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Altered mental status in children is characterized by the failure to respond to verbal or physical stimulation in a manner appropriate to the child’s developmental level. The ED incidence of altered mental status in children varies widely depending on the type of institution reporting, the patient population served, and the specific definition of altered mental status used.1,2 Children with altered mental status require simultaneous stabilization, diagnosis, and treatment. The objectives of treatment are to sustain life and prevent irreversible central nervous system damage. Once the patient is resuscitated, the next objective is to establish the cause and stop disease progression.

The spectrum of alteration of mental status ranges from confusion or delirium (disorders in perception) to lethargy, stupor, and coma (states of decreased awareness). A lethargic child has decreased awareness of self and the environment. In the ED, this translates to decreased eye contact with family members and health care personnel. A stuporous child has decreased eye contact, decreased motor activity, and unintelligible vocalization. Stuporous patients can be aroused with vigorous noxious stimulation. Comatose patients are unresponsive and cannot be aroused by verbal or physical stimulation, such as phlebotomy, arterial catheterization, or lumbar puncture.3

Irrespective of the cause, altered mental status indicates depression of the cerebral cortex or localized abnormalities of the ascending reticular activating system. Both cerebral cortices must be affected to cause altered mental status. Typical causes of bilateral cortical impairment are toxic and metabolic states that deprive the brain of normal substrates. Altered mental status also can be produced through dysfunction of the reticular activating system that is housed in the brainstem and midbrain. This system connects cranial nerve nuclei and extends from the brainstem to the thalamus. The reticular activating system governs respirations, cardiovascular functions, many aspects of homeostasis, and daily wake and sleep cycles. Any abrupt interruption or selective destruction of the reticular activating system may result in altered mental status.4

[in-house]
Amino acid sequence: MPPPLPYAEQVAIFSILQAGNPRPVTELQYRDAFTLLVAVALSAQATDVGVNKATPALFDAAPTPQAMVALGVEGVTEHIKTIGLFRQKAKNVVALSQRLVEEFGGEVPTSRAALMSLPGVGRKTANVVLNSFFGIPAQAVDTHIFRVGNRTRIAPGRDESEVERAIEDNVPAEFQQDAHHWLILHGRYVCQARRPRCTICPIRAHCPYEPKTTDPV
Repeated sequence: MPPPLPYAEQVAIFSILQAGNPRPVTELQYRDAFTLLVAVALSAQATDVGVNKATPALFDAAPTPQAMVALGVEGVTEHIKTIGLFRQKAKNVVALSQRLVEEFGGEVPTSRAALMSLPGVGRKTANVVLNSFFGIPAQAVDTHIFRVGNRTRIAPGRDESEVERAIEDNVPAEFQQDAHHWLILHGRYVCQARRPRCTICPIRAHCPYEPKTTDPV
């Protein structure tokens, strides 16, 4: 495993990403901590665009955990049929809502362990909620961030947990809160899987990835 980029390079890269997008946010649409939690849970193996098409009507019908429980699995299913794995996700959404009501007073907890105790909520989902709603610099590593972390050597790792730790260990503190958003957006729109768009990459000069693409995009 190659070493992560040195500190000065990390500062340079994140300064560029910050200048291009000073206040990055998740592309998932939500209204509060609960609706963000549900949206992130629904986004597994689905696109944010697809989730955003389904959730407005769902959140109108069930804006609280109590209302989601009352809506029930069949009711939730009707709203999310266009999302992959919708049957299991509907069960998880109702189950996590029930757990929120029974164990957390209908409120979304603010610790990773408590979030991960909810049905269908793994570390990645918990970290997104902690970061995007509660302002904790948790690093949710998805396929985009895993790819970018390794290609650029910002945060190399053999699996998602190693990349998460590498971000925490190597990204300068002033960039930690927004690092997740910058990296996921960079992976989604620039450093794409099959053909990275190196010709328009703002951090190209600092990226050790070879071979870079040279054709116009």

The pathologic conditions that affect awareness and arousal can be divided into three broad pathologic categories: supratentorial mass lesions, subtentorial mass lesions, and metabolic encephalopathy.5

Supratentorial mass lesions compress the brainstem and/or diencephalon. Signs and symptoms of this type of lesion include focal motor abnormalities, which are often present from the onset of the altered level of consciousness. The progression of neurologic dysfunction is from rostral to caudal, with sequential failure of midbrain, pontine, and medullary functions. When compromise due to supratentorial lesions is present, the fast component of nystagmus is in a direction away from a cold stimulus during caloric testing.

Subtentorial mass lesions lead to reticular activating system dysfunction, in which prompt loss of consciousness is generally the rule. Cranial nerve abnormalities are frequent, and abnormal respiratory patterns, such as Cheyne-Stokes respiration, neurogenic hyperventilation, and ataxic breathing, are common. With brainstem injury, asymmetric and/or fixed pupils are found. No eye movements occur despite cold water irrigation of both auditory canals.


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